Letters of Intent for 2015

LoI 2015-175
Focus Meeting: Highlights in the Exploration of Small Worlds


3 August 2015 to 14 August 2015


Honolulu, HI, United States


Dominique Bockelee-Morvan (dominique.bockelee@obspm.fr)

Coordinating division:

Division F Planetary Systems and Bioastronomy

Co-Chairs of SOC:

Bockelée-Morvan, Dominique (LESIA, Observatoire de Paris)
Caselli, Paola (University of Leeds)
Hestroffer, D. (IMCCE, Observatoire de Paris)

Chair of LOC:




- First results from the Rosetta mission towards comet 67P/Churyumov-Gerasimenko
- First results from the Dawn mission towards dwarf planet Ceres
- First results from the New Horizons mission towards dwarf planet Pluto
- First results from the Gaia mission on small bodies of the Solar System
- Recent physical and chemical investigation of comets, asteroids, dwarf planets, transneptunian objects, and icy and irregular satellites, from Space and Earth (including ALMA, Herschel, NEOWISE, Cassini, EPOXI, large surveys as Pan-STARRS...)
- Comets and Main-Belt comets of the triennium, e.g., C/2012 S1 (ISON), C/2013 A1 (Siding-Spring).
- Highlights in geochemical analyses of extraterrestrial matter
- New evidence for the asteroid-comet continuum
- Primitive Solar System material as tracer of Solar System formation: analogies and differences with star-forming regions and protoplanetary disks
- Future Space and Earth Exploration of Minor Bodies and icy satellites (Osiris-Rex, Hayabusa 2, MarcoPolo-R, JUICE, 2014 NASA Discovery program, ASTER, LSST, ALMA...)



Small bodies of the Solar System are believed to be the remnants - either fragments or “survivors”- of the swarm of planetesimals from which the planets were formed. They are thus primitive leftover building blocks of the Solar System formation process that can offer clues to the chemical mixture from which the planets formed some 4.6 billion years ago. By investigating in detail the physical and chemical properties of asteroids, comets, transneptunian objects and dwarf planets, one can characterize the conditions and processes of the Solar System's earliest epoch. This extends also to some planetary satellites, which share, with small bodies and dwarf planets, similar properties and/or formation history.

2014-2015 promise to be the golden years of the space exploration of these solar system objects. The ESA Rosetta mission will reach comet 67P/Churyumov-Gerasimenko in mid-2014, deposit the lander Philae in November 2014, and remains in the close vicinity of the comet until the end of 2015. After its successful journey around asteroid Vesta in 2011, the Dawn mission of the NASA Discovery Program will rendezvous with dwarf planet Ceres in Spring 2015. In July 2015, the News Horizons NASA mission will flyby and study dwarf planet Pluto and its moons. In addition, whereas the NEOWISE has been revived with the goal of discovering and characterizing quantities of near-Earth objects, the ESA Gaia mission will undertake in 2014-2018 a comprehensive spectroscopic investigation of hundreds of thousands of asteroids and comets. Last but not least, significant progress in the characterization of small Solar System bodies, dwarf planets, icy and irregular planetary satellites is expected from Earth-based large surveys (e.g. Pan-STARRS), observations with large observing facilities (e.g., ALMA, Herschel, HST, and 10-m class optical telescopes), as well as from geochemical analysis of meteorites, micrometeorites, and interplanetary dust particles.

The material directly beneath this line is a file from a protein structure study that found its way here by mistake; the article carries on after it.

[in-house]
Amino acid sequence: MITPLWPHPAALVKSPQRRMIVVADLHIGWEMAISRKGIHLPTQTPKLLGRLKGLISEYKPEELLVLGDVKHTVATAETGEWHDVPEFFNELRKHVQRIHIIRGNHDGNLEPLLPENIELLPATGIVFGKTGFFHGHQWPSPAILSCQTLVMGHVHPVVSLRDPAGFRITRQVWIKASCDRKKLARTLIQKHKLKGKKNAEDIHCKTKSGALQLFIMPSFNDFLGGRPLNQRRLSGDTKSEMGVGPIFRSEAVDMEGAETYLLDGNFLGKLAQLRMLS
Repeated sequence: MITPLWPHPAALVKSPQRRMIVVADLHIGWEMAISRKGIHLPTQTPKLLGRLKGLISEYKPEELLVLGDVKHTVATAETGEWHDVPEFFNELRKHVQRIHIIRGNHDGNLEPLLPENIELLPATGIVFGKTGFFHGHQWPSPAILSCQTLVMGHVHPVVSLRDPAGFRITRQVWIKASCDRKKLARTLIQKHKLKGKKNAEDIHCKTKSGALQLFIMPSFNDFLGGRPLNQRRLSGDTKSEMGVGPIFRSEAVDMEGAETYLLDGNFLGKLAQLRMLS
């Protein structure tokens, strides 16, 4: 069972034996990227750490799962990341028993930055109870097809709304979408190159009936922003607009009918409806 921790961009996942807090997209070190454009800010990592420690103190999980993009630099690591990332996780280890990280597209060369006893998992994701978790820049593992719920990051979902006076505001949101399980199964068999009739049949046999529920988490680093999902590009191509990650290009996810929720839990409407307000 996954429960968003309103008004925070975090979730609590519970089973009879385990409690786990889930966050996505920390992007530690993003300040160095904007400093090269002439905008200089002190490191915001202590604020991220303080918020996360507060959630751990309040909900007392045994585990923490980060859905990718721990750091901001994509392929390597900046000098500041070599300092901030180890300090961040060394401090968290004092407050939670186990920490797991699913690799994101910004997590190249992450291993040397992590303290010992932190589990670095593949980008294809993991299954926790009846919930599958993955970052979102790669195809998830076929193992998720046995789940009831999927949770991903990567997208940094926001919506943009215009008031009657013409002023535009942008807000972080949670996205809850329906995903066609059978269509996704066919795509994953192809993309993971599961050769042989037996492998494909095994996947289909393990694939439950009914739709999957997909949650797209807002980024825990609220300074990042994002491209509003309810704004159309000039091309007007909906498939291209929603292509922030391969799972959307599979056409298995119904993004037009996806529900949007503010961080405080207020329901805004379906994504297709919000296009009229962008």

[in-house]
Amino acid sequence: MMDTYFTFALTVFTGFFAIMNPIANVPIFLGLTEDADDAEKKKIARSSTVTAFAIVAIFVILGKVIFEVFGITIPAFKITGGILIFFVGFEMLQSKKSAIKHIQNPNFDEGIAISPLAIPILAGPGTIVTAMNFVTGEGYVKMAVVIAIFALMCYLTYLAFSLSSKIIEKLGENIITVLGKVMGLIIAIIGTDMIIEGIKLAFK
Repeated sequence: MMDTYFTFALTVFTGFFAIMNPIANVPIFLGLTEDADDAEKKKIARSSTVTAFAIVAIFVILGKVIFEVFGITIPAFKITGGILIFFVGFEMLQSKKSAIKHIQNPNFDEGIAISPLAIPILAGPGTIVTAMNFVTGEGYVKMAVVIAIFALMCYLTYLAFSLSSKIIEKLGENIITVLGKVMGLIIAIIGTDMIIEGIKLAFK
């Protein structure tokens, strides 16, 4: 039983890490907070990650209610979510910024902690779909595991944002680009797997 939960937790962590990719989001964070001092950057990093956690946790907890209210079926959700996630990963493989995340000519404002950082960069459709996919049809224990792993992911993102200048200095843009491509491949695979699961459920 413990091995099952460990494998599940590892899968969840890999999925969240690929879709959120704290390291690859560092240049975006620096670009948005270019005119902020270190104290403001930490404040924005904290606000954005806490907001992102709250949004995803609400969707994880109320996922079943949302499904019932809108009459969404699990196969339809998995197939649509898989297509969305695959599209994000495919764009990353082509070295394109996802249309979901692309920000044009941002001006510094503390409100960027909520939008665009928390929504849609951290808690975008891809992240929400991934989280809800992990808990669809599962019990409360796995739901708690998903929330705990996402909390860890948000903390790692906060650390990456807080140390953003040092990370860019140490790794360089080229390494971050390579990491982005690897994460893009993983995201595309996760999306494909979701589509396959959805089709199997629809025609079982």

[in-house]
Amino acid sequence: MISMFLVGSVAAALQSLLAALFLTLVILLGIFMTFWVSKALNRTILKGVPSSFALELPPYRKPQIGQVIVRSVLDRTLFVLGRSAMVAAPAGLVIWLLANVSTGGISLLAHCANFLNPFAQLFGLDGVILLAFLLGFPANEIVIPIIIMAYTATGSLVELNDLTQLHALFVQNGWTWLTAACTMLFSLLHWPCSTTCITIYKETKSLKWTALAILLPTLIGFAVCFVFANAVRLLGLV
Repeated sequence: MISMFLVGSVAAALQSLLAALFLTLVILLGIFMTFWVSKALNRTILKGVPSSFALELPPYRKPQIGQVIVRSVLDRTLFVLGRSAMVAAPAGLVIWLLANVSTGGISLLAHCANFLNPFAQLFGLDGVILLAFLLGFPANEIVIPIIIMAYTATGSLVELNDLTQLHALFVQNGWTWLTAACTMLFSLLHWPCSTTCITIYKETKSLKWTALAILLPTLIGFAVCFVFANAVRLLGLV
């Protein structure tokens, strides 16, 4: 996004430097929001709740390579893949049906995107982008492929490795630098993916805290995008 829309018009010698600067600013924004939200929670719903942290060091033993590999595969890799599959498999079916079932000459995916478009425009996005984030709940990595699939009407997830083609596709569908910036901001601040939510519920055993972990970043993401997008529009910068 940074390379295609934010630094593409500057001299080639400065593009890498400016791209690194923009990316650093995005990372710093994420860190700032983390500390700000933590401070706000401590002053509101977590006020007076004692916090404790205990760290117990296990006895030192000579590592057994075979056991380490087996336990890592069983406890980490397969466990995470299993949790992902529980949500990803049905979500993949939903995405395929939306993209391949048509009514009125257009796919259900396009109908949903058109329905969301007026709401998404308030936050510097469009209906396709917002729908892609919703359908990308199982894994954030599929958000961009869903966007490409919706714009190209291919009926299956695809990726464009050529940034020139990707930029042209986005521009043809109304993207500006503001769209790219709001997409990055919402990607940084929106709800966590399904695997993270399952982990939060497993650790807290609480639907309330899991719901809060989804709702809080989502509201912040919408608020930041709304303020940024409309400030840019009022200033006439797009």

The goal of the proposed focus meeting is to highlight results obtained from the Rosetta, Dawn, New Horizons and Gaia missions, as well as recent achievements obtained from other space facilities, including past space missions, ground-based telescopes, and geochemical analyses. With, in particular, the discovery of Main-Belt comets and the analysis of comet samples collected by the Stardust mission, it has become increasingly evident that the differences between Main-Belt primitive asteroids and comets, are much less sharp than previously thought. Major progress in our understanding of the asteroid-comet continuum is expected in the coming years, both from physical, chemical and dynamical analyses and models of the chaotic early Solar System, and this topic will be a focus of the meeting. Rosetta will provide unprecedented information on the chemical and isotopic properties of the primitive material trapped in cometary nuclei. In parallel, ALMA will unravel the chemistry of protoplanetary disks and star-forming regions, finally allowing a quantitative comparison with the Solar System composition. This meeting will thus be the right time to synthesize analogies and differences between star-forming regions and Solar Nebula material, and better understand our astrochemical history.

In summary, the IAU General Assembly in 2015 is a tremendous opportunity to highlight and spread to a large audience the spectacular results of several space missions towards small bodies and dwarf planets of the Solar System. It is also a tremendous opportunity to address recent progresses made on their physical and chemical properties, their interrelations and their evolutionary paths. The study of planetary formation is an interdisciplinary topic, per nature. The proposed focus meeting will gather researchers of different communities for a better understanding of Solar System formation and evolution.

IAU General Assembly
Honolulu, 3-14 August 2015

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